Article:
Many women report weight gain after moving in with a boyfriend, fiancé or husband. Does this really happen? Is it a myth?
According to recent studies conducted at the University of North Carolina and Ohio State University, women DO tend to gain weight when they begin living with a man. In fact, the results of the UNC study, which were published in the July 2009 issue of Obesity, suggest that women cohabitating for five years or fewer face a 63% increase in obesity risk.
Grow your relationship, not your waistline, when you move in with Mr. Right.
What are the reasons behind women’s post-nesting pudge? Some researchers say that when women spend more time at home with their mates, they tend to shift towards eating more and exercising less. (Beware of those upcoming cozy fall and winter nights when the TV and ice cream seem really appealing.) Women are normally the more health-conscious partners in a relationship and so if men influence them, it’s usually in the negative direction. (We excuse those guys who eat better and move more than we do!)
But by sticking to their habits and adopting even healthier ones, women can avoid relationship weight gain by staying focused on good habits such as these:
- Bring him into the wellness fold. Be the healthy-lifestyle LEADER in your relationship.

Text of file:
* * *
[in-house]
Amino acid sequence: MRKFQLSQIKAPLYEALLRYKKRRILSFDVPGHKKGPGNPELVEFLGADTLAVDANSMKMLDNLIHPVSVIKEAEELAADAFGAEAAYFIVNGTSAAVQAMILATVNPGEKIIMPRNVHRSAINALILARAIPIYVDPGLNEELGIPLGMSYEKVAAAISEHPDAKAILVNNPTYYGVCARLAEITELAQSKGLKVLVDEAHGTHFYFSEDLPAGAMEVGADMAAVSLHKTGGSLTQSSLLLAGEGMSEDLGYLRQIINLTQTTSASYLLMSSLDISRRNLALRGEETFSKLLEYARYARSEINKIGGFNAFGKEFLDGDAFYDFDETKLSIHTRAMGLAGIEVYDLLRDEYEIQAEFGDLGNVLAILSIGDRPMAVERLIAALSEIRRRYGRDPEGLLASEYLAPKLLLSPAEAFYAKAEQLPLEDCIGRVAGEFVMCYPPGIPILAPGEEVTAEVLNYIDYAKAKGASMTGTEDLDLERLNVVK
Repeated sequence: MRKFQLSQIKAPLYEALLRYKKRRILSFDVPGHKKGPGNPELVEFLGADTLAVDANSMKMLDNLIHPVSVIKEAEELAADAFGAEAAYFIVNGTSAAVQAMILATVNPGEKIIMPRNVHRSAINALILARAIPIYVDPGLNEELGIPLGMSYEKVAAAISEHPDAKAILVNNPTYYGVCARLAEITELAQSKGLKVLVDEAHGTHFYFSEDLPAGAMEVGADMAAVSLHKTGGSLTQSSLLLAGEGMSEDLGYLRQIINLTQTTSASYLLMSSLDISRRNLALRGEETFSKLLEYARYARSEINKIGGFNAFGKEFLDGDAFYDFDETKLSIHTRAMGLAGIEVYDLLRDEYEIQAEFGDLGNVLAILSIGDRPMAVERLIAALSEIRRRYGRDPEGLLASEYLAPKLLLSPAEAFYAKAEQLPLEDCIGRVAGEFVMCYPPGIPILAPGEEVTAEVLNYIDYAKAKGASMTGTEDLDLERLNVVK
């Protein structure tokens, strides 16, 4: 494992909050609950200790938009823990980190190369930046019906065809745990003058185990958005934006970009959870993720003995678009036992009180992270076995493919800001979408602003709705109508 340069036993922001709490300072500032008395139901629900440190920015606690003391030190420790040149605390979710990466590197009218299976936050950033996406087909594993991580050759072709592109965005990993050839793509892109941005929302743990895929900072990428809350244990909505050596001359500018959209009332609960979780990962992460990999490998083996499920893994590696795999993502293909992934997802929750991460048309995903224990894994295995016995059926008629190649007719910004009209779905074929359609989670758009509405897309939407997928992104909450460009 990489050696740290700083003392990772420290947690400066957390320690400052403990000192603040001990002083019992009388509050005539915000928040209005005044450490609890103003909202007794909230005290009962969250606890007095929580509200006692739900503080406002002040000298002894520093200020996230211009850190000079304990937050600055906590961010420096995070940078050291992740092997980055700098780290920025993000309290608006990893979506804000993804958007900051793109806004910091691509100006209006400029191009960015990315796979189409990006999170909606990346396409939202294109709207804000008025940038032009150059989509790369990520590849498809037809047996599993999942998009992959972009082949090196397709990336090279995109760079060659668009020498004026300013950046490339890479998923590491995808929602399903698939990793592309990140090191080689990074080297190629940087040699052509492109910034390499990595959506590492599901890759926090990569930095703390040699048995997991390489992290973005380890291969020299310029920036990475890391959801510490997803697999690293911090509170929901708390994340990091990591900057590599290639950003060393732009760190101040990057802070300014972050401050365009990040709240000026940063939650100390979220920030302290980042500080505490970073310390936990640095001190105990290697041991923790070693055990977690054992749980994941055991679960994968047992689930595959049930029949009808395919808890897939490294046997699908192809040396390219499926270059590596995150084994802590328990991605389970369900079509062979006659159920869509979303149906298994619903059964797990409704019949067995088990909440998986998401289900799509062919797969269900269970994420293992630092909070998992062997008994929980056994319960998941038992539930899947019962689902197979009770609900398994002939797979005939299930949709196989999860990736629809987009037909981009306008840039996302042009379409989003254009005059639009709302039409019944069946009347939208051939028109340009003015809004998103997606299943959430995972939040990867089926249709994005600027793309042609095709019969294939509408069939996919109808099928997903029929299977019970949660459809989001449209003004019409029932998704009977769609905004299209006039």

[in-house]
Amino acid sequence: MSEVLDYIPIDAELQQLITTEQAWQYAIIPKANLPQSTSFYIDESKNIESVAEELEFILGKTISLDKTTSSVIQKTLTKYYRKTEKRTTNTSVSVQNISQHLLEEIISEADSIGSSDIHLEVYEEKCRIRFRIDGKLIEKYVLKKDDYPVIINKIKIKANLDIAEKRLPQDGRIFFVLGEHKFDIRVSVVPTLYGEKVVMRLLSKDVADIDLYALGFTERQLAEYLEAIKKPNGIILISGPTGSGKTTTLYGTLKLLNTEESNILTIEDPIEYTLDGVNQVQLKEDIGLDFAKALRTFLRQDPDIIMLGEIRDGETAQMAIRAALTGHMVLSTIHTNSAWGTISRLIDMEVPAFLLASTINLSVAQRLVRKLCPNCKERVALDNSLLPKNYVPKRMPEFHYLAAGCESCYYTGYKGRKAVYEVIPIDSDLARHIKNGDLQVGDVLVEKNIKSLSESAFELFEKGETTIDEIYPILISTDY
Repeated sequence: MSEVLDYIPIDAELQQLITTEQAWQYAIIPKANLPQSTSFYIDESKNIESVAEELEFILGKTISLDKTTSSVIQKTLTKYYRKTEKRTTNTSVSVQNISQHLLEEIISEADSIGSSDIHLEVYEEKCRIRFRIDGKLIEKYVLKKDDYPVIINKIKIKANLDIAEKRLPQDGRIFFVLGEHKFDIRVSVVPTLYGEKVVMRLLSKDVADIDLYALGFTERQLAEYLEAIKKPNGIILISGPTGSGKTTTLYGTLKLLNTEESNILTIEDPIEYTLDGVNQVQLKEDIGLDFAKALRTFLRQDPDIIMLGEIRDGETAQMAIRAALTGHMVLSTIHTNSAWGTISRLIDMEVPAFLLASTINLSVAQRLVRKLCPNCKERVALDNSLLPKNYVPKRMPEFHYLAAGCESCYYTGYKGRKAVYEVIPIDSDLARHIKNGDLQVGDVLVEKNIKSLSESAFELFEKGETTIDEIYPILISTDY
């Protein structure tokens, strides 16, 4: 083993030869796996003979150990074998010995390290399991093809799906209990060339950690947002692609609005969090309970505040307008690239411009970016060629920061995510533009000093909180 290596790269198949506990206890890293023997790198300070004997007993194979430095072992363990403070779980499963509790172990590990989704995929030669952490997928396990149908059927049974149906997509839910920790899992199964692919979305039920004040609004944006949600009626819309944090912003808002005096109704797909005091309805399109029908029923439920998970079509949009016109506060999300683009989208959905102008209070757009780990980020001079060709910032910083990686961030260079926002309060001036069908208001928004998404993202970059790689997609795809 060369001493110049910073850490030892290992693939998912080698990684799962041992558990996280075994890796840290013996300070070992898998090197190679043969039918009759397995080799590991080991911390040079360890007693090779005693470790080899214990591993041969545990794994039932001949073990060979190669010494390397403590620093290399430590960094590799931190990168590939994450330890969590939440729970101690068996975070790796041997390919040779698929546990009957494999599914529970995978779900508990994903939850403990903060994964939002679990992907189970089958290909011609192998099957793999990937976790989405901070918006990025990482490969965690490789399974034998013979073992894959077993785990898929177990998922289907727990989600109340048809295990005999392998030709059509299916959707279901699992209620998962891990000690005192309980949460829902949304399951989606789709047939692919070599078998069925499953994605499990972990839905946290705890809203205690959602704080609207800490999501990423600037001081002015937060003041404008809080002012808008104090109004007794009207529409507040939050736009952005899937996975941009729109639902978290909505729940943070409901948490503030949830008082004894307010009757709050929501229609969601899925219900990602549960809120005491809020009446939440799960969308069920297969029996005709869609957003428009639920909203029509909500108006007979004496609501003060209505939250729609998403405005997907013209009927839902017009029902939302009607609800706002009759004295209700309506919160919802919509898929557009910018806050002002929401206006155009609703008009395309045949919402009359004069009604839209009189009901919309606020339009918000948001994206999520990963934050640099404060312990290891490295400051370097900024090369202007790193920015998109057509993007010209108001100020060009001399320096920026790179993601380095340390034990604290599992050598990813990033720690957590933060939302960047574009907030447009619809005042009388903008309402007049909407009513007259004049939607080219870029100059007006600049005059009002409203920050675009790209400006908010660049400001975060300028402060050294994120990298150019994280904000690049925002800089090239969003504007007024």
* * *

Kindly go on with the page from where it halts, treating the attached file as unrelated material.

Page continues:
- Men often take their health cues and habits from women, so invite him to join you in becoming healthy and fit. (And compliment his progress to keep him going!)
- Pick some fitness activities that you both enjoy or discover new ones that you BOTH enjoy enough to do them together on a regular basis.
- Eat the amount of food you need, not the amount HE needs.
- Learn the number of calories that each of you needs in a day to achieve and maintain a healthy weight. (www.myplate.gov is a good site for this.) Then follow recommended portion sizes and stay within your calorie limits.
- Pledge to support, and not sabotage, one another’s eating and fitness habits.
- Scientists have learned that partners who support and encourage each other in terms of diet and fitness habits are more successful at achieving their goals than individuals who try to “go it alone.”
- Don’t become a drinking buddy.
- It’s easy to crack open a beer or two (or three…) with your guy, especially after dinner in front of the TV. He will like relaxing the way he used to and will probably appreciate your company. Your waistline will soon show these extra calories.
- Limit yourself to a drink a day or better yet, if you would like to have a drink, go out for it and make it a date. Paying restaurant prices for every drink (times two!) should curb both of your desires to overindulge.
- Promise to help each other relieve stress instead of stressing each other out. Remember, stress alone can contribute to weight gain.
- If you need your hour at the gym in the evenings, let your partner know it and keep up your routine. If he feels left out, invite him to come along.
- If your beau needs similar time to de-stress and stay healthy, support him, and join him any time he welcomes your company.
This post was written by Christen Cupples Cooper, MS, RD
(www.coopernutrition.com) and @CooperNutrition on Twitter.